Perhaps you have read, Forrester forecasts that 1 million US B2B salespeople will lose their jobs to self-service eCommerce by the year 2020. There is an excellent article in Slate covering the same topic entitled, Death of a Salesman. Of Lots of Them, Actually.
The main theme of both articles is that sales people are becoming “disintermediated” by the internet. The authors use examples of how auto salespeople, travel agents, and stock brokers have lost their jobs to sites like AutoTrader, Expedia, and eTrade. There is no arguing that B2C sales careers have been severely crippled by the information age but what about B2B? Truly.
Steve Woods, Former CTO of Eloqua and author of Digital Body Language, argues that a B2B salesperson’s biggest competition is Google. I have to agree. Salespeople don’t get involved in the buying process until the prospect has thoroughly educated him or herself about our service. The latest research from SiriusDecisions states that buyers have completed 67% of their buying process before they contact a seller! Our competitive differentiation and online demonstrations are available for the world to see on our website so why wouldn’t they? Every piece of information we as salespeople once thought so sacred in the sales process has been reduced to a click of a mouse. If you are saying the same thing to your prospect that can be found online then you have added no value to the sales process.
To avoid the same fate as Willie Loman, we have to tailor our message specifically to the buyer. We have to give them something they can’t find online. Luckily, the information superhighway is a two way street.
- The first step is to get out in front of the buyer by knowing who and when they were on your website or opened your sales collateral. Companies like Yesware and LeadForensics will give this business intelligence as part of their offering. Were executives on your site or just functionaries? Was your proposal forwarded on to legal? The pages they selected will give you the insight into their concerns.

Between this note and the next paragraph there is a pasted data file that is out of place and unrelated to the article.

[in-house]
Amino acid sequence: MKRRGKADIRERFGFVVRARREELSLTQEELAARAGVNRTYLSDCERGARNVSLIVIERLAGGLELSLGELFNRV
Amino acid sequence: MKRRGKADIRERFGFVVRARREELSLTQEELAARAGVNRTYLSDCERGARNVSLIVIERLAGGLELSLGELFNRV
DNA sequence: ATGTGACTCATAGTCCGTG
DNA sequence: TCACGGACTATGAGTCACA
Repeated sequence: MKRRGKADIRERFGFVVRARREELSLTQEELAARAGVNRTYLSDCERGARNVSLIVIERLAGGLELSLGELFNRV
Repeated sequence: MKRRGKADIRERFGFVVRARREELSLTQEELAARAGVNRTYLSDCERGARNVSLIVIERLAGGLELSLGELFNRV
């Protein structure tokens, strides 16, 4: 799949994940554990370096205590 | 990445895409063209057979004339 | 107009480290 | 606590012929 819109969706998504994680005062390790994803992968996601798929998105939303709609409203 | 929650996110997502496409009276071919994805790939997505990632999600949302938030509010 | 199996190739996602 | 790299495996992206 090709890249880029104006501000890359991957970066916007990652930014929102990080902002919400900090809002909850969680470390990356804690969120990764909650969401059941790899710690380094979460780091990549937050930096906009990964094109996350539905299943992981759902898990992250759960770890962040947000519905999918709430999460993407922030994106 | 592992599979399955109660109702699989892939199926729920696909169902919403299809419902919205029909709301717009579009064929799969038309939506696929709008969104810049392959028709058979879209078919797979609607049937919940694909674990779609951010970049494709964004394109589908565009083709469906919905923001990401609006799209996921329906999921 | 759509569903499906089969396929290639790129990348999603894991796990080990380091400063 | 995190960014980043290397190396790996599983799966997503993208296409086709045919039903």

- The second step is to do a thorough search of the buyers. Search LinkedIn to see how long the buyers have been working in their present positions and where they worked before. Oftentimes we can get a glimpse of predisposition by understanding the landscape of previous employers. What groups are they members of on LinkedIn? Review their last 20 tweets to see what is motivating them to post on social media.
- The last step is to research the company itself. Try searching the company on Owler for a competitive graph. Datanyze will provide an industry overview to gauge the reach a company has in a certain market. My favorite site is G2Crowd to get first hand insight into user reviews of a software product. Lastly, try Glassdoor for employee reviews of the company. You can catch hidden gems from disgruntled employees. Think competitive advantage in terms of how you can give it to your prospect – not against your own competition.
- Find the relevant wins your company has in the prospect’s industry or had the same problem. Link your potential buyer with previous buyers of your solution. Win Stories that are relevant to your buyer by product or against a similar competitor will bring context to your value proposition instead of rote talking points.
With these bits of information you can begin creating a talk track around specific intelligence that will compliment what the prospect already has learned about your solution. Here are a couple more ideas on how to avoid disintremediation from Business to Community. My favorite is to adopt a challenger sales model.
Lastly – Geoffrey James as 6 ideas on what selling will look like in 2024: http://www.inc.com/geoffrey-james/6-ways-selling-will-change-by-2024.html